Family members believe the project would negatively affect traffic in adjacent areas, Cyr said. He said that unrestricted flow of vehicles on 38th and 56th (as would happen with a roundabout) would impair access from nearby properties. Locals would have difficulty turning from residential streets onto the arterials at times of heavy traffic.

Access and advertising

Tony and Anna Colombini, who own the property on the northeast corner of 56th and 38th, have similar concerns. Anna Colombini, a naturopath, has run her clinic, Peninsula Natural Health Center, there since 2014. The couple purchased the real estate in 2020.

The Colombinis, who own this business and property on the corner of 56th and 38th, worry about access to their establishment and the fate of this sign if the city builds a roundabout there. Photo by Ted Kenney

They worry about the proposed roundabout’s effect on their safety and ease of access. The only way into and out of their parking lot is via a driveway that feeds onto 38th Avenue a short distance from the intersection. Some westbound drivers making right turns onto 38th already go too fast, they said, posing a hazard to vehicles pulling out of their parking lot.

Without a red light intermittently stopping these cars, the Colombinis worry they will see a non-stop flow of vehicles going even faster. Will they have to bar left turns from their driveway, creating a major inconvenience for patients and employees heading to the freeway and to points south, including Tacoma?

In addition, a preliminary conceptual diagram of the planned roundabout and its associated sidewalks and crosswalks shows the outer edges cutting across the corner of the Colombinis’ land and likely eliminating the clinic’s sign. If the city takes the corner of their property, finding a new place for the sign that is as visible as the current location would be a “huge” challenge, in part because of the city’s setback requirements, Tony Colombini said. “I don’t know where we’d relocate it.”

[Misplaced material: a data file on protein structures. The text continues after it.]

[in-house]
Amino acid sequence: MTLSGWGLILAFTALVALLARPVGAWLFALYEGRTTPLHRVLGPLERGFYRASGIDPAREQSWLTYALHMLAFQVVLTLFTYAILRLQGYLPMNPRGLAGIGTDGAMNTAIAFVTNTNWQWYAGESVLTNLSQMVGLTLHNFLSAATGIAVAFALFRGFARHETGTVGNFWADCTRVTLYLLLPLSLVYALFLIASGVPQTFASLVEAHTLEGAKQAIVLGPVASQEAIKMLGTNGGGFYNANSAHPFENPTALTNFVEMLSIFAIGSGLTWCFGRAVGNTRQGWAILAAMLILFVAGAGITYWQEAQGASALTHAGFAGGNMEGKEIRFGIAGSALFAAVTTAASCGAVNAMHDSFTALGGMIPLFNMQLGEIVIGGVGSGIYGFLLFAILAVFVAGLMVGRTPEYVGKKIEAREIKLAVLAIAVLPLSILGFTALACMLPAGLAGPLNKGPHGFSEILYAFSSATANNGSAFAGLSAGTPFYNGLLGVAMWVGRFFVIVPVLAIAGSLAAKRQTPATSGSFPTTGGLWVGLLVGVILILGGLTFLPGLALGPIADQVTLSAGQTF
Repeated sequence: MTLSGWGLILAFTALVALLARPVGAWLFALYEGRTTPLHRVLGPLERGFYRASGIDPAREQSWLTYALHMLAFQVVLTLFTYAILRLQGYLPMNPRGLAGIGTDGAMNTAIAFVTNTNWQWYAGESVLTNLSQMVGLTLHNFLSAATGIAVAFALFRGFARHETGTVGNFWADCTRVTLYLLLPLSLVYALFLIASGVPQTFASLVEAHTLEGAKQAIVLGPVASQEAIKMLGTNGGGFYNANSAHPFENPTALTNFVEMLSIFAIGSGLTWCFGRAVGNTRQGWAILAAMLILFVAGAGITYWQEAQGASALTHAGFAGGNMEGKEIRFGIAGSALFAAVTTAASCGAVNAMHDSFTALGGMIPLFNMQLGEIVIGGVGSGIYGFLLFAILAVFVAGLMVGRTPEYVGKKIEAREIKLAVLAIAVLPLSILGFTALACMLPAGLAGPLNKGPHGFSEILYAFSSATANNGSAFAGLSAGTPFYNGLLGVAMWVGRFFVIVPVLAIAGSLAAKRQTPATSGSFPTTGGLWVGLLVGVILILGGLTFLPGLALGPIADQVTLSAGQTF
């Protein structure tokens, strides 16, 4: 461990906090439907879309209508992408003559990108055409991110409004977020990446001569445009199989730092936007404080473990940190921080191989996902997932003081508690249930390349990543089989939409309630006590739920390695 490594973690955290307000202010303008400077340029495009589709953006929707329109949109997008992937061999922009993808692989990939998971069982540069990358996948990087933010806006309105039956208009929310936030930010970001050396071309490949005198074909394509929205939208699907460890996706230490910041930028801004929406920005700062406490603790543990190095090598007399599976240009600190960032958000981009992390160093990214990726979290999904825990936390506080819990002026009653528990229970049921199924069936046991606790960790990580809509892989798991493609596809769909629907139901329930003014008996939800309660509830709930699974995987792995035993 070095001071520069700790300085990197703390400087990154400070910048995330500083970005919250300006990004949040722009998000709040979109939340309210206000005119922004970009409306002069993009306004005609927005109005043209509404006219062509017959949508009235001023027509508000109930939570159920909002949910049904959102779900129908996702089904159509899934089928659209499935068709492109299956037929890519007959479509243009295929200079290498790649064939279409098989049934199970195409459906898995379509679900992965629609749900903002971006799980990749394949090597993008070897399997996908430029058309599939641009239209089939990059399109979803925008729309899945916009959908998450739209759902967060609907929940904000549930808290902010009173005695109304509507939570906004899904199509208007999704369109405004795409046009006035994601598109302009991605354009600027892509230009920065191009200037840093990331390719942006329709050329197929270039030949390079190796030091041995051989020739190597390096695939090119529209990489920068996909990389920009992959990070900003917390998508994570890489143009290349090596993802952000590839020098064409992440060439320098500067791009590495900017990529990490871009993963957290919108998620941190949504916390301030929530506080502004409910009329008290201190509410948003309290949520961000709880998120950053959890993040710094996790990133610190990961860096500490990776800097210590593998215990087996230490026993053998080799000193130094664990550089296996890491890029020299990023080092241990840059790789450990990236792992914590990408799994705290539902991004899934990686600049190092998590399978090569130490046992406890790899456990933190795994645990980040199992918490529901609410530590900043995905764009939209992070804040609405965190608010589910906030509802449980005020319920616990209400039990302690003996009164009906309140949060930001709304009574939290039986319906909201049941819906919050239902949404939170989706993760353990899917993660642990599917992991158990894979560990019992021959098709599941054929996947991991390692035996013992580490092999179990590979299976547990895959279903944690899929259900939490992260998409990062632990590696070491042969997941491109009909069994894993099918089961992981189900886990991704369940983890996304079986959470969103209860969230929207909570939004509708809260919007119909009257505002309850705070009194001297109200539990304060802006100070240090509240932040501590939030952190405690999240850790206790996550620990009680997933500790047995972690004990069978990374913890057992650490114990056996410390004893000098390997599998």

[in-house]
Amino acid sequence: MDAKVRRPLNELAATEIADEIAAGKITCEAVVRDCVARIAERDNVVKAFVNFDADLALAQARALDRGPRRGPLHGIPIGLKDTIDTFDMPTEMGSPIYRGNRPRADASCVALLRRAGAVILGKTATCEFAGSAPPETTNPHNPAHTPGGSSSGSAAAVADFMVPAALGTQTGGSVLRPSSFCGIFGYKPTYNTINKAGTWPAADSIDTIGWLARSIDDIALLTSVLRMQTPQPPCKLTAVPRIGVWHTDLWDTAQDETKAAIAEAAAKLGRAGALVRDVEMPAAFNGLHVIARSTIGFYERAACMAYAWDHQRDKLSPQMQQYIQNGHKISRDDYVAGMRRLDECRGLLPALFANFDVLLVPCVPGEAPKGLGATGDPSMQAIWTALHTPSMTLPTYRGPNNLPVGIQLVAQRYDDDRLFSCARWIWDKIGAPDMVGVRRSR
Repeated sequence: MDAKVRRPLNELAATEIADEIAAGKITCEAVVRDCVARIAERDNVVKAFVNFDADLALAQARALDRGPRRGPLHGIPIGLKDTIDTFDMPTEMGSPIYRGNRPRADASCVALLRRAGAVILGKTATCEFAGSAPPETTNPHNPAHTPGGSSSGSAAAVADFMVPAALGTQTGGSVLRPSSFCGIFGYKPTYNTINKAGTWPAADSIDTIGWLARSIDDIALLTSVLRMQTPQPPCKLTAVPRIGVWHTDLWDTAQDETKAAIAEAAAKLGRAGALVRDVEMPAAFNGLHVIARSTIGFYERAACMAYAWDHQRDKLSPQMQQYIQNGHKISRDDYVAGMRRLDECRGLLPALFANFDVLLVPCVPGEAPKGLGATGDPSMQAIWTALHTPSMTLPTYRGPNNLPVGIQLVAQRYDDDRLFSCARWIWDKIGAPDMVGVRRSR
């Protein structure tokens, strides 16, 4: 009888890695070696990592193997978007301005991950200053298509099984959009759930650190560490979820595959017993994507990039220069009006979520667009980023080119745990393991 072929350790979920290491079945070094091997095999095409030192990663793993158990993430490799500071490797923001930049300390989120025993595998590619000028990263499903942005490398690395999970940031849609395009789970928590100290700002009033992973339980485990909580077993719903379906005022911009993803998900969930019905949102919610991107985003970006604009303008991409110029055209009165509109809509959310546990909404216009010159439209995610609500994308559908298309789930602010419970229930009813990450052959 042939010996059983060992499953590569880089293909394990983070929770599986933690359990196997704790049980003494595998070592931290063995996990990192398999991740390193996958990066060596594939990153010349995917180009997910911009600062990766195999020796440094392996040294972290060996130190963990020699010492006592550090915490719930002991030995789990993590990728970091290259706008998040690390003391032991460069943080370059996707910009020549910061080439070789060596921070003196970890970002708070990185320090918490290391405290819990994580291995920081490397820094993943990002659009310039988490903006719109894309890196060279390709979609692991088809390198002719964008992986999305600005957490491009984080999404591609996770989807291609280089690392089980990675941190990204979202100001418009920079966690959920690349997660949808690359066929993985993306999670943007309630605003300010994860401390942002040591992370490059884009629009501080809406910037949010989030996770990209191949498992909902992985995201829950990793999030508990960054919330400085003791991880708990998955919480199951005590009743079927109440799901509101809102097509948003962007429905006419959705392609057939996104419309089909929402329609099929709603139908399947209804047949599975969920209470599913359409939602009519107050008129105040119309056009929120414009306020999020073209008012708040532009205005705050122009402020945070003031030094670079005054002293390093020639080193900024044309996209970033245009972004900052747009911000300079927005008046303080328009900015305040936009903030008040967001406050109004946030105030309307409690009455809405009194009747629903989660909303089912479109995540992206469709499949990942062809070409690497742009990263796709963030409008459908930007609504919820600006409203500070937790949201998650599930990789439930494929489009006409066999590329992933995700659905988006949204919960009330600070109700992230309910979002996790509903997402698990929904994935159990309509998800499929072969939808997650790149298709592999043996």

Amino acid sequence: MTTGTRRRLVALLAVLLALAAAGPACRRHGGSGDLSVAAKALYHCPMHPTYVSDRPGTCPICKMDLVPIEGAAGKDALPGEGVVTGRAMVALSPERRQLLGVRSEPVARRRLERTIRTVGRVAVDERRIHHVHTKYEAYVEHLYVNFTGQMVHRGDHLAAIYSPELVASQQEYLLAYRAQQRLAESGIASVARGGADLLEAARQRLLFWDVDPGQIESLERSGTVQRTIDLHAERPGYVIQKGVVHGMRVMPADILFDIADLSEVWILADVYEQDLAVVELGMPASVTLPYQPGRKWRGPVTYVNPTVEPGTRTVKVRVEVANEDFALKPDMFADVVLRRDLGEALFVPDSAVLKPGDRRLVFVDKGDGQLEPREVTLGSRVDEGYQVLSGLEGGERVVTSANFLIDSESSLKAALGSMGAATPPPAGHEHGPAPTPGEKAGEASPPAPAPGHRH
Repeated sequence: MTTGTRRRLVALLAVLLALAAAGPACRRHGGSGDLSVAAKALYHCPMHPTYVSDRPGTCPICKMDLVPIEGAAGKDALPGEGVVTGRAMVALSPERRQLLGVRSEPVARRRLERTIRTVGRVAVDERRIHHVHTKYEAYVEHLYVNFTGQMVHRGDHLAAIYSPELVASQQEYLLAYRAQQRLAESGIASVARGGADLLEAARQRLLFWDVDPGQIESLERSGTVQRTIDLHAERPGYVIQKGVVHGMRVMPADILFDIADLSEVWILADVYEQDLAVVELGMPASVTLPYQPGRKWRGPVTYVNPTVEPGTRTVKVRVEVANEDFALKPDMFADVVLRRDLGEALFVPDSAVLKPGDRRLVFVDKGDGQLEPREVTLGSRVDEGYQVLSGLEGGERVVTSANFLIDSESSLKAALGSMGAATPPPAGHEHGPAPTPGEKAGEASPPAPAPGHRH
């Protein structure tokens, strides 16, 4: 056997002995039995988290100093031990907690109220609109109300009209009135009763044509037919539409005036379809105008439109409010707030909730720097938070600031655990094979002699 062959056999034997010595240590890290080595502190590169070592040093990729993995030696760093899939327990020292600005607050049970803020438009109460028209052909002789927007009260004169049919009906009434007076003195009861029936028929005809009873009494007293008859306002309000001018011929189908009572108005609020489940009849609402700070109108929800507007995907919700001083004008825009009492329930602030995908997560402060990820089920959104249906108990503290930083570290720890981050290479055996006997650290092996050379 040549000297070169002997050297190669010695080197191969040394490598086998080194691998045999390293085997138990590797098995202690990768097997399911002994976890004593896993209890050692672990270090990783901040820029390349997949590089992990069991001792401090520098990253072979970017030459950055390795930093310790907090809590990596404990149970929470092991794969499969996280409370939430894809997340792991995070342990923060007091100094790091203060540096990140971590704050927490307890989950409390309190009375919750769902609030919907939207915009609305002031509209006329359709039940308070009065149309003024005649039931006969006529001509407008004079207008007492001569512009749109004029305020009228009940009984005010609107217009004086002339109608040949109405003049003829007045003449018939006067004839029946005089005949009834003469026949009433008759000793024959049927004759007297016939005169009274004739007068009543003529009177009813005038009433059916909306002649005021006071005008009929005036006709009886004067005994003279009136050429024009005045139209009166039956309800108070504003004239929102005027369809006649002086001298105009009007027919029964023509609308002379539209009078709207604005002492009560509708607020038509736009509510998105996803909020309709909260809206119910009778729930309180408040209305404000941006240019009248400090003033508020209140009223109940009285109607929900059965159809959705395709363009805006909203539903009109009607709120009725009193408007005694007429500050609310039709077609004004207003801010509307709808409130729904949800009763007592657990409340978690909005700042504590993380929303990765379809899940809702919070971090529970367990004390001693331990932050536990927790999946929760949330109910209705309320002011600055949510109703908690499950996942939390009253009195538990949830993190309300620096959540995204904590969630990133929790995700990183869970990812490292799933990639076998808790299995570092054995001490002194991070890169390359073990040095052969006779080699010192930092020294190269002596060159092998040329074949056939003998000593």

The roundabout could directly affect these four properties.

Intersection not ‘failed’ — yet

Owners of a residence at the northwest corner of 56th and 38th, and of the ARCO station at the southeast corner, also likely have to provide right-of-way for the roundabout. They could not be reached for comment.

The city of Gig Harbor defines a “failed” intersection as one at which vehicles experience a delay of longer than 55 seconds, on average. The city hired consultants Transportation Solutions to study the intersection of 56th Street and 38th Avenue. They found cars transiting the junction today experience an acceptable 25-second delay at peak hours.

However, given expected annual growth, by 2044 the mean wait at a signaled intersection there, similar to the existing one, would degrade to 60 seconds at peak times, the consultants found. Some drivers would wait even longer — southbound drivers turning left could expect to be stuck at the crossroads for more than two minutes.